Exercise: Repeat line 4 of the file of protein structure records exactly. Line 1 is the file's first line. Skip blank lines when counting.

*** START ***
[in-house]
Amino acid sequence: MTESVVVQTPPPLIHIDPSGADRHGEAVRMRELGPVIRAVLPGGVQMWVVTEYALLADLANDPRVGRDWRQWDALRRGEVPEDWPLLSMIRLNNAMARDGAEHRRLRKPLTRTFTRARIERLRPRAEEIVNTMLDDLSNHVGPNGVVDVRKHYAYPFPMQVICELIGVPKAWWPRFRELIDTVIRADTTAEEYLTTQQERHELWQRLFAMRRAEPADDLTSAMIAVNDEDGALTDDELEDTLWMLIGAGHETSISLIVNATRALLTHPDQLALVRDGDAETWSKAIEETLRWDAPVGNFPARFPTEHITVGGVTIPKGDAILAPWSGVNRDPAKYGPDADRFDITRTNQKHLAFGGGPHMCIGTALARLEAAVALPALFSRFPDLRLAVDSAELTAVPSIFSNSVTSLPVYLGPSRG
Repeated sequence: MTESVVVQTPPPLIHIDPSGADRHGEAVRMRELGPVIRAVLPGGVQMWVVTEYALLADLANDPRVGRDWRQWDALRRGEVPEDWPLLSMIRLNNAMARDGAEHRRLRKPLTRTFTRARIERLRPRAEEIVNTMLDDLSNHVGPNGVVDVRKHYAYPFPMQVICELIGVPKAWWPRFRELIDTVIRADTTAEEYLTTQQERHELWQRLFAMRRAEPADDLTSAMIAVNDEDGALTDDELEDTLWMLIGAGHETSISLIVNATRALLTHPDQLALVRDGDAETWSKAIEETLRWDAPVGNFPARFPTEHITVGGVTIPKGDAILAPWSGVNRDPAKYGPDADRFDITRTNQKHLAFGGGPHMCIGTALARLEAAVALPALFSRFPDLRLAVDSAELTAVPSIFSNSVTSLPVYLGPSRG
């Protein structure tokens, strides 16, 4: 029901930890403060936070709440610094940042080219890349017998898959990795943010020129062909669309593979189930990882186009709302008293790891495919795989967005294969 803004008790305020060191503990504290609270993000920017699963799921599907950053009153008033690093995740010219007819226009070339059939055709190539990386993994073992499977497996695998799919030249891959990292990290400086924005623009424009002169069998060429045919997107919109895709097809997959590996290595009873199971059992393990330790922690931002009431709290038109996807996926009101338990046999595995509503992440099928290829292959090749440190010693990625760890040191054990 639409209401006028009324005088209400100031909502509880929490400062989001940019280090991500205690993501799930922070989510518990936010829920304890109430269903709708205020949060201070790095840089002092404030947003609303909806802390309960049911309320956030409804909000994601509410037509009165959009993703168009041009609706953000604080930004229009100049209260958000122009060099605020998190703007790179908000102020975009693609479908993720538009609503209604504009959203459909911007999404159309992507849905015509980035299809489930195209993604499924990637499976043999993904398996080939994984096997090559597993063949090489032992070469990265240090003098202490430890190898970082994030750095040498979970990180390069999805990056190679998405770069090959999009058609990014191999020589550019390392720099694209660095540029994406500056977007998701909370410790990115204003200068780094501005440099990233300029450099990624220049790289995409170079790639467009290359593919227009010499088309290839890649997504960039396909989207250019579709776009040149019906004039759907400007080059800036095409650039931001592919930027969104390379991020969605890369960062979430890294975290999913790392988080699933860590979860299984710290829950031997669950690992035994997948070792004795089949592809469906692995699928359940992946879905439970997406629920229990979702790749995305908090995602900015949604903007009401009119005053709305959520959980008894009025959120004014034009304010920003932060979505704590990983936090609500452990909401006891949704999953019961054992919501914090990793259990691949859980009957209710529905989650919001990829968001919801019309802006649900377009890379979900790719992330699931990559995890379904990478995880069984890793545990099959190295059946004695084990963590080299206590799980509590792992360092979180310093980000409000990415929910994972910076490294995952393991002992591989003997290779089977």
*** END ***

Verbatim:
């Protein structure tokens, strides 16, 4: 029901930890403060936070709440610094940042080219890349017998898959990795943010020129062909669309593979189930990882186009709302008293790891495919795989967005294969 803004008790305020060191503990504290609270993000920017699963799921599907950053009153008033690093995740010219007819226009070339059939055709190539990386993994073992499977497996695998799919030249891959990292990290400086924005623009424009002169069998060429045919997107919109895709097809997959590996290595009873199971059992393990330790922690931002009431709290038109996807996926009101338990046999595995509503992440099928290829292959090749440190010693990625760890040191054990 639409209401006028009324005088209400100031909502509880929490400062989001940019280090991500205690993501799930922070989510518990936010829920304890109430269903709708205020949060201070790095840089002092404030947003609303909806802390309960049911309320956030409804909000994601509410037509009165959009993703168009041009609706953000604080930004229009100049209260958000122009060099605020998190703007790179908000102020975009693609479908993720538009609503209604504009959203459909911007999404159309992507849905015509980035299809489930195209993604499924990637499976043999993904398996080939994984096997090559597993063949090489032992070469990265240090003098202490430890190898970082994030750095040498979970990180390069999805990056190679998405770069090959999009058609990014191999020589550019390392720099694209660095540029994406500056977007998701909370410790990115204003200068780094501005440099990233300029450099990624220049790289995409170079790639467009290359593919227009010499088309290839890649997504960039396909989207250019579709776009040149019906004039759907400007080059800036095409650039931001592919930027969104390379991020969605890369960062979430890294975290999913790392988080699933860590979860299984710290829950031997669950690992035994997948070792004795089949592809469906692995699928359940992946879905439970997406629920229990979702790749995305908090995602900015949604903007009401009119005053709305959520959980008894009025959120004014034009304010920003932060979505704590990983936090609500452990909401006891949704999953019961054992919501914090990793259990691949859980009957209710529905989650919001990829968001919801019309802006649900377009890379979900790719992330699931990559995890379904990478995880069984890793545990099959190295059946004695084990963590080299206590799980509590792992360092979180310093980000409000990415929910994972910076490294995952393991002992591989003997290779089977």